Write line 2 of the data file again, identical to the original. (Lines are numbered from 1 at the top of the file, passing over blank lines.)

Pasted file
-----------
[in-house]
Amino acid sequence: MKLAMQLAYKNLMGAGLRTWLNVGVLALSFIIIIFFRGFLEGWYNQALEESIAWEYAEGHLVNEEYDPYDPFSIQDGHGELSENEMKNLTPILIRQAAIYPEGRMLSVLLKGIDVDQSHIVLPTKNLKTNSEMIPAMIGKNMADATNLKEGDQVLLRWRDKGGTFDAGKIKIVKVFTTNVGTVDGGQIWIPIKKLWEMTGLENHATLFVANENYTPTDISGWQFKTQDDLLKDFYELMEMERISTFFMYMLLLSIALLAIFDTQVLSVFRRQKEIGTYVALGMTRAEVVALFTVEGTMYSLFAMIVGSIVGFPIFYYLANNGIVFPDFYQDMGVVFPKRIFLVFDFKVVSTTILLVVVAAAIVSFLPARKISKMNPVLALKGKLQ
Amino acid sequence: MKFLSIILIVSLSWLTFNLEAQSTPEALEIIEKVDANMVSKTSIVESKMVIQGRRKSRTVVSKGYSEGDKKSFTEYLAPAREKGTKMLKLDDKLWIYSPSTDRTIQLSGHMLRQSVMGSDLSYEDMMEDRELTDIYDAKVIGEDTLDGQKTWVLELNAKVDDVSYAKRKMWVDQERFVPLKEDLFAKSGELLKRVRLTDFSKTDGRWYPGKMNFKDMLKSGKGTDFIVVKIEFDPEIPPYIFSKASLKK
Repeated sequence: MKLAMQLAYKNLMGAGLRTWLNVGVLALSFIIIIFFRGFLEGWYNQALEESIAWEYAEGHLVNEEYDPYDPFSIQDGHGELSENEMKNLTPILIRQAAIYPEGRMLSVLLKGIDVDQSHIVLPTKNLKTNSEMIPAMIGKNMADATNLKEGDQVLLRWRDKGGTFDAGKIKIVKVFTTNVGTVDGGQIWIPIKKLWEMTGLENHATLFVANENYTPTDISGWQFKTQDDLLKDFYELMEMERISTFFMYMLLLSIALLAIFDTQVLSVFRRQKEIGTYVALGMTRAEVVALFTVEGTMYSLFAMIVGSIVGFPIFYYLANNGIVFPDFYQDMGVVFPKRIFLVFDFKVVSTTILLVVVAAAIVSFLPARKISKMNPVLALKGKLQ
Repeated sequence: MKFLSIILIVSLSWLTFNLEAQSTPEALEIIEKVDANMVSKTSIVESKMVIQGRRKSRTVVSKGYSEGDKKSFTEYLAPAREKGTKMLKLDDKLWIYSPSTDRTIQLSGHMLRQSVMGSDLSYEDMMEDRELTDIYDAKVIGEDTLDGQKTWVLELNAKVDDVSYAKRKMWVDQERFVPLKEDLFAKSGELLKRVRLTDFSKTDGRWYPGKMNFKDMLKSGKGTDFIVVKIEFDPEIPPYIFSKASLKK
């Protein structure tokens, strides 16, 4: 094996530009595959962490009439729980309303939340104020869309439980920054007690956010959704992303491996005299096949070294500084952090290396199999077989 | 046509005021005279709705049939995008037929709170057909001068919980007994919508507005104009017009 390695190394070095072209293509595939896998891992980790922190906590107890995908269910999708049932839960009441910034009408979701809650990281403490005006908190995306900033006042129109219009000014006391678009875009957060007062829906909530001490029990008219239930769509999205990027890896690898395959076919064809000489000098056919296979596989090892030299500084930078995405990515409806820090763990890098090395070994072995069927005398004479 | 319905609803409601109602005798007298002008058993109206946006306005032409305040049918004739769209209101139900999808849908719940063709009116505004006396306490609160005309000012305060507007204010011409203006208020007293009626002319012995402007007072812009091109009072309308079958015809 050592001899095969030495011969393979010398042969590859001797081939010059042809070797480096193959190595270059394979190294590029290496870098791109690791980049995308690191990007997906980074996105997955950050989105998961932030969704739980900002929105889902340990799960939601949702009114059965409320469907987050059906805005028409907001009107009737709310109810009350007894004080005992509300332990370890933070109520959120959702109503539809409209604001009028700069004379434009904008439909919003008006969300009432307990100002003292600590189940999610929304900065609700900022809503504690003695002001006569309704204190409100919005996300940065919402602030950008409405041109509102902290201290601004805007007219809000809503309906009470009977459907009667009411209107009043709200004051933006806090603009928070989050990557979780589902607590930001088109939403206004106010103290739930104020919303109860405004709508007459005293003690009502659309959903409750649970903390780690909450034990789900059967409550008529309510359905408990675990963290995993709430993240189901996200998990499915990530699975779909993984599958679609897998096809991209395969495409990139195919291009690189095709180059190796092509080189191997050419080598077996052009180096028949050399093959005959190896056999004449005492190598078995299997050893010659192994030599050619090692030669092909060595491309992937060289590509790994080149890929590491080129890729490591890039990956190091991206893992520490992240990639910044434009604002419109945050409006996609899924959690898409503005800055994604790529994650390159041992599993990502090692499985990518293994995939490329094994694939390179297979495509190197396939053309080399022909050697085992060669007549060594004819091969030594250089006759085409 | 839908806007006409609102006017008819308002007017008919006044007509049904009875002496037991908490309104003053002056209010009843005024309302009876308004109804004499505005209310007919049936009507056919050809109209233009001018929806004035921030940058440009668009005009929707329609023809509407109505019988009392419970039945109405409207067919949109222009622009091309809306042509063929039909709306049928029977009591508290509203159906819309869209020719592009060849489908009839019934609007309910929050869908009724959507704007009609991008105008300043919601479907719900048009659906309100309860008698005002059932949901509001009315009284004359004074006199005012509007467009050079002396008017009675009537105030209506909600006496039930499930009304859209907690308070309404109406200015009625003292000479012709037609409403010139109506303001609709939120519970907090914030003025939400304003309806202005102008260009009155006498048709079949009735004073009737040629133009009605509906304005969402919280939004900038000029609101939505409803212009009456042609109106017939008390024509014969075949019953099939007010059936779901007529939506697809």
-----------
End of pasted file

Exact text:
Amino acid sequence: MKLAMQLAYKNLMGAGLRTWLNVGVLALSFIIIIFFRGFLEGWYNQALEESIAWEYAEGHLVNEEYDPYDPFSIQDGHGELSENEMKNLTPILIRQAAIYPEGRMLSVLLKGIDVDQSHIVLPTKNLKTNSEMIPAMIGKNMADATNLKEGDQVLLRWRDKGGTFDAGKIKIVKVFTTNVGTVDGGQIWIPIKKLWEMTGLENHATLFVANENYTPTDISGWQFKTQDDLLKDFYELMEMERISTFFMYMLLLSIALLAIFDTQVLSVFRRQKEIGTYVALGMTRAEVVALFTVEGTMYSLFAMIVGSIVGFPIFYYLANNGIVFPDFYQDMGVVFPKRIFLVFDFKVVSTTILLVVVAAAIVSFLPARKISKMNPVLALKGKLQ